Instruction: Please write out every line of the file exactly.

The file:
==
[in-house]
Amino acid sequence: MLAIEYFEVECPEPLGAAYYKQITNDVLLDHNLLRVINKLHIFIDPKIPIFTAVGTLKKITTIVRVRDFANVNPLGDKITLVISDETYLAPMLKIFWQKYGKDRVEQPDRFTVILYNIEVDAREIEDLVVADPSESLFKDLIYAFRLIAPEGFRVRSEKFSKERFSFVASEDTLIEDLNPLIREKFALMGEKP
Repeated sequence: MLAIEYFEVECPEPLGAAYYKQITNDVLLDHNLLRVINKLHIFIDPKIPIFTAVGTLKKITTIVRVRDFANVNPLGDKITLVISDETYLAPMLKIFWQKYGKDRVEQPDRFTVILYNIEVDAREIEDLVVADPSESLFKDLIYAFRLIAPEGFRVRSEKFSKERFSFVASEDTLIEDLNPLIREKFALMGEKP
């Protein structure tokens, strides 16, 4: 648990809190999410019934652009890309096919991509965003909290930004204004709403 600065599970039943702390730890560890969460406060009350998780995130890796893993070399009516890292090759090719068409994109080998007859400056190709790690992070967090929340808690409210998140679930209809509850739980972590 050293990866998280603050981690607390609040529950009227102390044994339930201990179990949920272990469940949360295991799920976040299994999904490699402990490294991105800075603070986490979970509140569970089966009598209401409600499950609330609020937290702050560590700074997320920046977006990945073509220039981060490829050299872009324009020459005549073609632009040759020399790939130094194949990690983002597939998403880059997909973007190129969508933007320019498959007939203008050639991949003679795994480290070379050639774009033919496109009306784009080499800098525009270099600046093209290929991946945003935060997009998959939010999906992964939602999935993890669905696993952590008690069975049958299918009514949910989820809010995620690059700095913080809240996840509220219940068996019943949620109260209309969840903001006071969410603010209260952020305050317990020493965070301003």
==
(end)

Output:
[in-house]
Amino acid sequence: MLAIEYFEVECPEPLGAAYYKQITNDVLLDHNLLRVINKLHIFIDPKIPIFTAVGTLKKITTIVRVRDFANVNPLGDKITLVISDETYLAPMLKIFWQKYGKDRVEQPDRFTVILYNIEVDAREIEDLVVADPSESLFKDLIYAFRLIAPEGFRVRSEKFSKERFSFVASEDTLIEDLNPLIREKFALMGEKP
Repeated sequence: MLAIEYFEVECPEPLGAAYYKQITNDVLLDHNLLRVINKLHIFIDPKIPIFTAVGTLKKITTIVRVRDFANVNPLGDKITLVISDETYLAPMLKIFWQKYGKDRVEQPDRFTVILYNIEVDAREIEDLVVADPSESLFKDLIYAFRLIAPEGFRVRSEKFSKERFSFVASEDTLIEDLNPLIREKFALMGEKP
């Protein structure tokens, strides 16, 4: 648990809190999410019934652009890309096919991509965003909290930004204004709403 600065599970039943702390730890560890969460406060009350998780995130890796893993070399009516890292090759090719068409994109080998007859400056190709790690992070967090929340808690409210998140679930209809509850739980972590 050293990866998280603050981690607390609040529950009227102390044994339930201990179990949920272990469940949360295991799920976040299994999904490699402990490294991105800075603070986490979970509140569970089966009598209401409600499950609330609020937290702050560590700074997320920046977006990945073509220039981060490829050299872009324009020459005549073609632009040759020399790939130094194949990690983002597939998403880059997909973007190129969508933007320019498959007939203008050639991949003679795994480290070379050639774009033919496109009306784009080499800098525009270099600046093209290929991946945003935060997009998959939010999906992964939602999935993890669905696993952590008690069975049958299918009514949910989820809010995620690059700095913080809240996840509220219940068996019943949620109260209309969840903001006071969410603010209260952020305050317990020493965070301003």